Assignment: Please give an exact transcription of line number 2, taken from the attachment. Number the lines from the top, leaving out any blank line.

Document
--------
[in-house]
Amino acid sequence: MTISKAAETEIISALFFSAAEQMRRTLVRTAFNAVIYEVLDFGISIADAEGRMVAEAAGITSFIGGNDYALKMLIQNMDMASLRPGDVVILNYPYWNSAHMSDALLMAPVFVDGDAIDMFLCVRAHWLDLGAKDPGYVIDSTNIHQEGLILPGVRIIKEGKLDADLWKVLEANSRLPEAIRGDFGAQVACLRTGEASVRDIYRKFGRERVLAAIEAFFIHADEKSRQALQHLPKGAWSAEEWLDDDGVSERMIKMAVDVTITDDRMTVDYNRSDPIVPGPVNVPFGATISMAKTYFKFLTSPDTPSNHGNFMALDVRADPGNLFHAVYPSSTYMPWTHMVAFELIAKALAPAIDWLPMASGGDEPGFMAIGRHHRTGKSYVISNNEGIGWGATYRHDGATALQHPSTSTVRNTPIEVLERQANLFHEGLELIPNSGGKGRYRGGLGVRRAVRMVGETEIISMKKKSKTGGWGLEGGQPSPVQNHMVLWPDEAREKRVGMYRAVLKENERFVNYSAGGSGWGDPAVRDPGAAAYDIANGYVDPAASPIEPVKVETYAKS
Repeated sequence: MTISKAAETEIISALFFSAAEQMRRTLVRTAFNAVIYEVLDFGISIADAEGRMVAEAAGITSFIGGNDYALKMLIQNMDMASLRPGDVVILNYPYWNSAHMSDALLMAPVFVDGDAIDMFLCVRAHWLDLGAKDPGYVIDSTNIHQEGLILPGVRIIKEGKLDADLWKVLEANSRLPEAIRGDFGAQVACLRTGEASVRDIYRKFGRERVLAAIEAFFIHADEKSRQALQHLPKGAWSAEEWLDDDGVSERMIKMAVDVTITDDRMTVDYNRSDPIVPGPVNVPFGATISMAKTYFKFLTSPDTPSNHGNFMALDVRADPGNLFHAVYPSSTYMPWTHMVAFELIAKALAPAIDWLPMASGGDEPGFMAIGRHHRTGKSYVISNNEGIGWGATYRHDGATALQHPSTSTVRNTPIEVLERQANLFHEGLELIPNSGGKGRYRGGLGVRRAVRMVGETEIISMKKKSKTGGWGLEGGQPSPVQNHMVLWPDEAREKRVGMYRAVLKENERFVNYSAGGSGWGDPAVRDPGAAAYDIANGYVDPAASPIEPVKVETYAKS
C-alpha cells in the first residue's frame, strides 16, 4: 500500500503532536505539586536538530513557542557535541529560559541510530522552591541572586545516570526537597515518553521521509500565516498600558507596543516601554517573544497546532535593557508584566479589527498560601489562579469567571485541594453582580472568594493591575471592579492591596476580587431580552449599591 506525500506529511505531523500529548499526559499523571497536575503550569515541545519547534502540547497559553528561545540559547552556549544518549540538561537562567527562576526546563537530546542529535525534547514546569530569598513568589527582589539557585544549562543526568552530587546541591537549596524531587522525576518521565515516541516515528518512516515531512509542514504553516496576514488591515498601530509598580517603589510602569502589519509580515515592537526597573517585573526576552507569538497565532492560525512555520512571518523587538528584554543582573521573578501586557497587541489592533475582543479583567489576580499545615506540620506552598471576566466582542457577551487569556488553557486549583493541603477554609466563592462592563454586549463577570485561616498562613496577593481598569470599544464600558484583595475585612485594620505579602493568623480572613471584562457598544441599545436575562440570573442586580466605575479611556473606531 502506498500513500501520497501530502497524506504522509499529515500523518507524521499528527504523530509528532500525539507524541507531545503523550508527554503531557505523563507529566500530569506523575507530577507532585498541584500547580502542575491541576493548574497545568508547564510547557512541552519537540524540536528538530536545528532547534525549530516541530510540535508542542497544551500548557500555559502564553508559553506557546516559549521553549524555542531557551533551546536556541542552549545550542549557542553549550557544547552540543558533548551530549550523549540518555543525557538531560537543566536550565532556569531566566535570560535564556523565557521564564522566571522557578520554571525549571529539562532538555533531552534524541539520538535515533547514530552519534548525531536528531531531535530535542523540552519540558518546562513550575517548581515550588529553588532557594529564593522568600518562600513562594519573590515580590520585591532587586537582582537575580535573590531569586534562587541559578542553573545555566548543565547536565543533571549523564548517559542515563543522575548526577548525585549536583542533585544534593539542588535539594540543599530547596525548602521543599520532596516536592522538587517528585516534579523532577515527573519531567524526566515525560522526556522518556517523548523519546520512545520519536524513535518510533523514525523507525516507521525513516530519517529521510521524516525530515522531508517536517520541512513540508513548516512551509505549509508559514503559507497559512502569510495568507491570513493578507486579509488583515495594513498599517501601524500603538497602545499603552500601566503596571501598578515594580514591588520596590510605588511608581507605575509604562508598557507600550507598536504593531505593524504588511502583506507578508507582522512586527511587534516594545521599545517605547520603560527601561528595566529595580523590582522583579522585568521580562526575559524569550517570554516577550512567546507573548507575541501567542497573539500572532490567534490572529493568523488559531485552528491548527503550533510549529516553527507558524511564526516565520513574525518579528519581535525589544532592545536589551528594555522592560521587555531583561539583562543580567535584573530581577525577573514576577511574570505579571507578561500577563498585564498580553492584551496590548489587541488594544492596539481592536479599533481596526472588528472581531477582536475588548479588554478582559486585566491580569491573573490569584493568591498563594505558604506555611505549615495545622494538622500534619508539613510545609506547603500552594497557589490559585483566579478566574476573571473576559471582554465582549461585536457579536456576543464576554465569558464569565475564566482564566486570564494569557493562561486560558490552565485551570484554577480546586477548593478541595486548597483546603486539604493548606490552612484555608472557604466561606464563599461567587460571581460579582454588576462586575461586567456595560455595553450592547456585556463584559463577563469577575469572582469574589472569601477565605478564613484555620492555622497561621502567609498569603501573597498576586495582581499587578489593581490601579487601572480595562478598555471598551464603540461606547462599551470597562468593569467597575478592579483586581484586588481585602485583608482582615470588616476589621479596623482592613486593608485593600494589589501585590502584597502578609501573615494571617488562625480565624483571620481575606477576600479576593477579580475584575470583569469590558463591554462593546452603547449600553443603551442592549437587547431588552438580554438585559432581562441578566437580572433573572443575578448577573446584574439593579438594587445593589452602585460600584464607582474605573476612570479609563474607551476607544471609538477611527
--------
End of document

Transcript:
Amino acid sequence: MTISKAAETEIISALFFSAAEQMRRTLVRTAFNAVIYEVLDFGISIADAEGRMVAEAAGITSFIGGNDYALKMLIQNMDMASLRPGDVVILNYPYWNSAHMSDALLMAPVFVDGDAIDMFLCVRAHWLDLGAKDPGYVIDSTNIHQEGLILPGVRIIKEGKLDADLWKVLEANSRLPEAIRGDFGAQVACLRTGEASVRDIYRKFGRERVLAAIEAFFIHADEKSRQALQHLPKGAWSAEEWLDDDGVSERMIKMAVDVTITDDRMTVDYNRSDPIVPGPVNVPFGATISMAKTYFKFLTSPDTPSNHGNFMALDVRADPGNLFHAVYPSSTYMPWTHMVAFELIAKALAPAIDWLPMASGGDEPGFMAIGRHHRTGKSYVISNNEGIGWGATYRHDGATALQHPSTSTVRNTPIEVLERQANLFHEGLELIPNSGGKGRYRGGLGVRRAVRMVGETEIISMKKKSKTGGWGLEGGQPSPVQNHMVLWPDEAREKRVGMYRAVLKENERFVNYSAGGSGWGDPAVRDPGAAAYDIANGYVDPAASPIEPVKVETYAKS